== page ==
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Old 01-03-2022, 10:08 AM
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sheeny (Al)
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Infrasound Detection of Meteors

Attached are my calculations for an Infrasound detection of a meteors yesterday with my Raspberry Shake and Boom.


Pity there aren't more Raspberry Booms close by to calculate trajectories...


The one at 04:07:46UTC is a medium speed class I + meteor. The + indicates a positive phase i.e. the first part of the wave is a positive pressure spike. My interpretation of this (I haven't yet found a reference that describes this) is that the meteor is generally approaching the observer so the positive pressure wave arrives first.


The one at 15:37:41UTC is a fast class I- meteor. In this case the phase is negative so I interpret this as it traveling away from the observer so the negative pressure wave arrives first.


Al.
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File Type: pdf Meteor 220228 040746UTC.pdf (393.5 KB, 44 views)
File Type: pdf Meteor 220228 153741UTC.pdf (337.9 KB, 41 views)

Last edited by sheeny; 03-03-2022 at 09:46 AM. Reason: Remove date from Title
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Old 03-03-2022, 10:04 AM
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Another meteor detection last night 2/3/22 UTC.

This one appears to have been quite close due to the shape of the wave.

The waveform shows some remnants of the near field wave form shape i.e the positive phase has higher amplitude and lower period than the trailing negative phase. (refer to the second picture taken from "Numeric Prediction of Meteoric Infrasound Signatures" by Marian Nemec, Michael J.Aftmodis, and Peter G. Brown).


Al.
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Click for full-size image (Meteor Waveforms.jpg)
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File Type: pdf Meteor 220302 201605UTC.pdf (317.2 KB, 19 views)

Last edited by sheeny; 03-03-2022 at 10:06 AM. Reason: typo
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Old 07-03-2022, 10:58 AM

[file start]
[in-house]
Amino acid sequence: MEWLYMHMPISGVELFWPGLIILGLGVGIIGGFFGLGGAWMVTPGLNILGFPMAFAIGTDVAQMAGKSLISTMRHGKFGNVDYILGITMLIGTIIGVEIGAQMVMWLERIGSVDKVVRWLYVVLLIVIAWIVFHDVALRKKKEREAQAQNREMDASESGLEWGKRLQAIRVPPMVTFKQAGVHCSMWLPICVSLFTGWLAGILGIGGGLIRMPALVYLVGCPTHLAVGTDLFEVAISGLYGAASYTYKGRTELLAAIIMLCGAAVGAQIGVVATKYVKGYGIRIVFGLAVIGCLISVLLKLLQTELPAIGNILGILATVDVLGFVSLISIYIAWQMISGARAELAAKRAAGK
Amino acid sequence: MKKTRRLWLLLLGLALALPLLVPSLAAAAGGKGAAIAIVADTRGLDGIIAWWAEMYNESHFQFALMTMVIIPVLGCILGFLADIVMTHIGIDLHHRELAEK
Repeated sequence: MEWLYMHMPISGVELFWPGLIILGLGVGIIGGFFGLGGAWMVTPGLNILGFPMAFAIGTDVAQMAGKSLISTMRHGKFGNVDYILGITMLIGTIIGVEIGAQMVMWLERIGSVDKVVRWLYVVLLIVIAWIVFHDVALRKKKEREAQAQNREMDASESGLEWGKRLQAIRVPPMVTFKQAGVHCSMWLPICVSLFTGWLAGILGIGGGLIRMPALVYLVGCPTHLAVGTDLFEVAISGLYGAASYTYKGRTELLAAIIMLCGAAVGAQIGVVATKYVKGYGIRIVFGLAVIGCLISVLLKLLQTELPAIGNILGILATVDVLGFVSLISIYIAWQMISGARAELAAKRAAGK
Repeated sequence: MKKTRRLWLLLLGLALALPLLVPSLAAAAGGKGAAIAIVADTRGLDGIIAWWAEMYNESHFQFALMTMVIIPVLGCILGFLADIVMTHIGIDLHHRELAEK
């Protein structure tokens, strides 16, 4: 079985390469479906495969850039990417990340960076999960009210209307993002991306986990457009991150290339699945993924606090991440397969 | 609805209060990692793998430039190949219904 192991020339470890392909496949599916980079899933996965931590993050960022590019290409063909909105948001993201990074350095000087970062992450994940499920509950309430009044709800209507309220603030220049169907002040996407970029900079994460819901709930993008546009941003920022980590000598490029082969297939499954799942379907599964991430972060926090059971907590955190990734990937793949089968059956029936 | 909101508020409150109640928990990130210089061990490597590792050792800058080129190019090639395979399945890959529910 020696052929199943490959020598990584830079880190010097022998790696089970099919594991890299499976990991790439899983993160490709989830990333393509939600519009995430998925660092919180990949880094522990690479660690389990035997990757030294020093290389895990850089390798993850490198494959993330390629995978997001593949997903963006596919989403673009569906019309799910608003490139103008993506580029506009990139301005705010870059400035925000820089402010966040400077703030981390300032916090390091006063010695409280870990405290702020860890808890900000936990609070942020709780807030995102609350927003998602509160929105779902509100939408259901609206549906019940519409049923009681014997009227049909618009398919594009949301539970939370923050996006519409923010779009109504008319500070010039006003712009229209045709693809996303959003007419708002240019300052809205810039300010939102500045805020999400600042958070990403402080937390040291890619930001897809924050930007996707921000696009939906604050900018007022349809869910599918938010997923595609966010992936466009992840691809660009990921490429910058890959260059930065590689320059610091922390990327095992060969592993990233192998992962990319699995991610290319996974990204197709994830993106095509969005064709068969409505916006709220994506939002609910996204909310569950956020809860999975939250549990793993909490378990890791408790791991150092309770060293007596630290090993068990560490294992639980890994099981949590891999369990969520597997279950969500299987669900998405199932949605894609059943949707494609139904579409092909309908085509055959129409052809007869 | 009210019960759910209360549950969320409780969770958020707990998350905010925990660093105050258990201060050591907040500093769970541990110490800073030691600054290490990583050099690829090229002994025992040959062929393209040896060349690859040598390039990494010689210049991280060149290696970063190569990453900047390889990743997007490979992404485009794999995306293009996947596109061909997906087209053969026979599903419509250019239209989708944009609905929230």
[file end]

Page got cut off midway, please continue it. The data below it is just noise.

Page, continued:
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Shiraz (Ray)
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really interesting reading Al. Thanks for posting the info and reference.

For interest, did the seismo side of your system have enough sensitivity to see the recent 3.7 Adelaide earthquake? https://earthquakes.ga.gov.au/

cheers Ray
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Old 09-03-2022, 09:49 AM
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Quote:
Originally Posted by Shiraz View Post
really interesting reading Al. Thanks for posting the info and reference.

For interest, did the seismo side of your system have enough sensitivity to see the recent 3.7 Adelaide earthquake? https://earthquakes.ga.gov.au/

cheers Ray
G'Day Ray,


The Shake probably was capable of detecting it, but as the installation is not ideal (it's in the house on a floating floor as I failed to get it to connect to the network in the observatory) I didn't actually detect it.


Through ShakeNet all the other Raspberry Shakes are accessible, so I downloaded the signals from a Shake at Mt Elliot near Mt Barker. I also checked Shakes at Broken Hill and Horsham, but they did not detect it either, so not much chance of me getting it here. M3.8 is pretty small.


Al.
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Old 09-03-2022, 10:03 AM
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Here's today's effort. I found a couple of meteors in yesterday's infrasound trace.


The one at 07:09:36 UTC I believe entered the atmosphere past me (in the direction of travel) hence the negative phase.